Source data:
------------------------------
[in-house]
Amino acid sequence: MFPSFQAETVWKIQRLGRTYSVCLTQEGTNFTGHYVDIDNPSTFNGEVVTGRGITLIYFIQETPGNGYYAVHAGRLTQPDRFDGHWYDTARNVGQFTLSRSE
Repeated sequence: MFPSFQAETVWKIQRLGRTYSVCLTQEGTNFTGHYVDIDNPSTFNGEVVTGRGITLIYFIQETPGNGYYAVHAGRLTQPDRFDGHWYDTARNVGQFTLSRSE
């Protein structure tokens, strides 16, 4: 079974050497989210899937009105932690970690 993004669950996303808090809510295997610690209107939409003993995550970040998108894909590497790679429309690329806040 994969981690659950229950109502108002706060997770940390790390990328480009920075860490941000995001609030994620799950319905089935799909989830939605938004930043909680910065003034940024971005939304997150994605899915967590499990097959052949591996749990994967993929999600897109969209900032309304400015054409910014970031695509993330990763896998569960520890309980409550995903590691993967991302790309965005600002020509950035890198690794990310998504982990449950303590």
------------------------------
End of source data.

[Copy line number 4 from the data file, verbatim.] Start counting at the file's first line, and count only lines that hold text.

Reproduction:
């Protein structure tokens, strides 16, 4: 079974050497989210899937009105932690970690 993004669950996303808090809510295997610690209107939409003993995550970040998108894909590497790679429309690329806040 994969981690659950229950109502108002706060997770940390790390990328480009920075860490941000995001609030994620799950319905089935799909989830939605938004930043909680910065003034940024971005939304997150994605899915967590499990097959052949591996749990994967993929999600897109969209900032309304400015054409910014970031695509993330990763896998569960520890309980409550995903590691993967991302790309965005600002020509950035890198690794990310998504982990449950303590």